Long queues as voting begins in Zambia

2011-09-20 10:33

Lusaka - Zambians began voting on Tuesday in a closely contested election in Africa's biggest copper producer between incumbent Rupiah Banda and nationalist opposition leader Michael Sata.

Long queues of mainly young voters snaked outside polling stations in the capital, Lusaka, where voting picked up slowly after the official 04:00 GMT start of polling due to technical gliches.

"The polling station should have opened at 06:00, but by 08:00 we're still here and no-one is explaining what's happening," said James Phiri, an unemployed 22-year-old waiting in line at a Lusaka booth.

Campaigning officially ended on Sunday to allow for a 24-hour cooling off period after six-weeks of mudslinging and rhetoric that occasionally touched on the growing clout of foreign mining firms, most notably from China.

The police have said they will be out in force to prevent any violence even though the country of 13 million is not known for political unrest.

An opinion poll published a week ago suggested Banda held a narrow lead over Sata - nicknamed King Cobra on account of his vicious tongue - although an upset was still possible.

A large turnout of young voters, many of whom are unemployed, is likely to play into Sata's hands.

Patriotic Front (PF) leader Sata lost to Banda by just 35 000 votes, or 2% of the electorate, in a 2008 run-off. Banda appeared on state television on Sunday to announce that any troublemakers would be arrested.

Economic growth

Banda, a former diplomat, has won accolades abroad for opening up the country to international investment, especially from China, and providing clear regulations on operations that have helped keep the playing field level.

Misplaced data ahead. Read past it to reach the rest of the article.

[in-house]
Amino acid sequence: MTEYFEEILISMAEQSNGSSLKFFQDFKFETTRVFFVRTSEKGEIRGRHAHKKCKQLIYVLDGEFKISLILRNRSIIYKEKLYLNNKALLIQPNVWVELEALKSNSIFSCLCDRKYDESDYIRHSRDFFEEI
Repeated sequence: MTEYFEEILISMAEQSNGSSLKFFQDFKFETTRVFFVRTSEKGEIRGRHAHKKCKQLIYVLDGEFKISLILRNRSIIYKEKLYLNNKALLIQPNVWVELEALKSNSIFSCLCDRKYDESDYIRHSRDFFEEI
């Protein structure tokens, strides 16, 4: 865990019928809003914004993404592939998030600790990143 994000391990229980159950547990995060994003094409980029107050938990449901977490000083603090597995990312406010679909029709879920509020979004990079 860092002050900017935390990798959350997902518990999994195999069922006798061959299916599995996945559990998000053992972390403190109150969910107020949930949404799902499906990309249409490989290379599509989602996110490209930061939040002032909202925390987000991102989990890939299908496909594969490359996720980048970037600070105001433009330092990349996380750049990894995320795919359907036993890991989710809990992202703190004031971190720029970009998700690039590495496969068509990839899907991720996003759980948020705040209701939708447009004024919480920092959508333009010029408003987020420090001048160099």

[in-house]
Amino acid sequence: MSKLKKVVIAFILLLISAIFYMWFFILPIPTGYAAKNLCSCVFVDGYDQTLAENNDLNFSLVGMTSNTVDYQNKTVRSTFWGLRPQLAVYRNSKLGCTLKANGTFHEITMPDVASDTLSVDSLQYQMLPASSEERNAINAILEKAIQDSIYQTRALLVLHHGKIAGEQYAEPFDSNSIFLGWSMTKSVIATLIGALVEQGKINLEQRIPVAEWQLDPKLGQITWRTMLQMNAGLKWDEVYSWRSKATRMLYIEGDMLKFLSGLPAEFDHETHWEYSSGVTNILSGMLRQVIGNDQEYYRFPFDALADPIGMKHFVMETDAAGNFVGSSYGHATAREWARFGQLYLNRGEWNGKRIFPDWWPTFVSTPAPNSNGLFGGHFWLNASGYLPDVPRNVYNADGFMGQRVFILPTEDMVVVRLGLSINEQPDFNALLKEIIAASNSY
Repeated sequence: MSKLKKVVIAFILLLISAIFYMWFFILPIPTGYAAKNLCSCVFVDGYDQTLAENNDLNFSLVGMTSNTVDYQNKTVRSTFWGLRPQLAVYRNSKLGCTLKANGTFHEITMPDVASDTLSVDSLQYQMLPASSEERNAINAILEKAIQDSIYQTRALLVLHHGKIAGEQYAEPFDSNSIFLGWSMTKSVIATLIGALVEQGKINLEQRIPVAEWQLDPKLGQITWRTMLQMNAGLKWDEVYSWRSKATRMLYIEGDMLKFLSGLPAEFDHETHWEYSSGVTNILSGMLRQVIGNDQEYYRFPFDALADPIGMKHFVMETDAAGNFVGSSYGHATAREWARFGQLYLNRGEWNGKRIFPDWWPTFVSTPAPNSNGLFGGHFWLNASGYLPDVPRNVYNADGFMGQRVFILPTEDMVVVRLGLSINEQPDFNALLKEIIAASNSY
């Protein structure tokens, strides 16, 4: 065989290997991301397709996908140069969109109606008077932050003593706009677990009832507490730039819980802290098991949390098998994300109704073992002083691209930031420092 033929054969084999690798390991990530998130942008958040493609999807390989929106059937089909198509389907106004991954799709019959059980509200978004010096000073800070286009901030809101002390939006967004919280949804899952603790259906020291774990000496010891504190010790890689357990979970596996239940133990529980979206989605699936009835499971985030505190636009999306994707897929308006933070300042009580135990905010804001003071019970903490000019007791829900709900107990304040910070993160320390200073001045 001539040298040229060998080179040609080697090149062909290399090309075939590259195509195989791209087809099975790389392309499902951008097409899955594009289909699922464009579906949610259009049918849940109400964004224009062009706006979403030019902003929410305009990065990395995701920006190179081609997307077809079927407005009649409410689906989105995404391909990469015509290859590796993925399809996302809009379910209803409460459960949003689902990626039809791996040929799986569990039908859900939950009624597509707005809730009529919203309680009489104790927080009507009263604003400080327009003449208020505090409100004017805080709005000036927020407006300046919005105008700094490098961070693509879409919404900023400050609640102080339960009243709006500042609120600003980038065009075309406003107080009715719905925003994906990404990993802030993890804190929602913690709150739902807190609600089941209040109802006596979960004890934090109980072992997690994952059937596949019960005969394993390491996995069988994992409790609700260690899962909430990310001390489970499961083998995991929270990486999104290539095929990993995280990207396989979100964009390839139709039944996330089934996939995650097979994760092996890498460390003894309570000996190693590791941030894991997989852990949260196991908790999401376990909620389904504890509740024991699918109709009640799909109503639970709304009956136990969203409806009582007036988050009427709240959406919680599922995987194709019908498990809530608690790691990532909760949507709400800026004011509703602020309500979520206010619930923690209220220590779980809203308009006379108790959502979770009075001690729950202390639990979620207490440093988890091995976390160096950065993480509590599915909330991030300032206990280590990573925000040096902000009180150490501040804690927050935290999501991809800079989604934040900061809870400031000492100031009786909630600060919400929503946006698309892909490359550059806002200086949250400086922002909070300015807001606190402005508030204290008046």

Sata, whose long and varied career includes work in British car assembly plants, has been a vocal critic of Asian mining investment, but toned it down in an interview with Reuters on Friday, saying he would keep Zambia's strong diplomatic and commercial ties with Beijing.

Chinese firms have become major players in the former British colony's $13bn economy, with total investments by the end of 2010 topping $2bn, according to Chinese embassy data.

Banda's Movement for Multi-Party Democracy, which has run the nation since the end of one-party rule in 1991, claims most of its support in the countryside where farmers have benefited from a hugely successful agricultural subsidy scheme.

Sata's strength is in the capital, Lusaka, and the northern Copper Belt, where many people complain about receiving meagre returns from more than five years of strong economic growth.

Banda and Sata have pledged hefty spending to woo voters by building up woefully inadequate infrastructure, raising concerns about elevated government spending at a time of potential weakness in the price of copper, Zambia's economic mainstay.

An alliance between Sata and another opposition party, the UPND, crumbled this year, improving the chances of a new full five-year term for Banda, who moved into the presidency after the 2008 death of his predecessor, Levy Mwanawasa.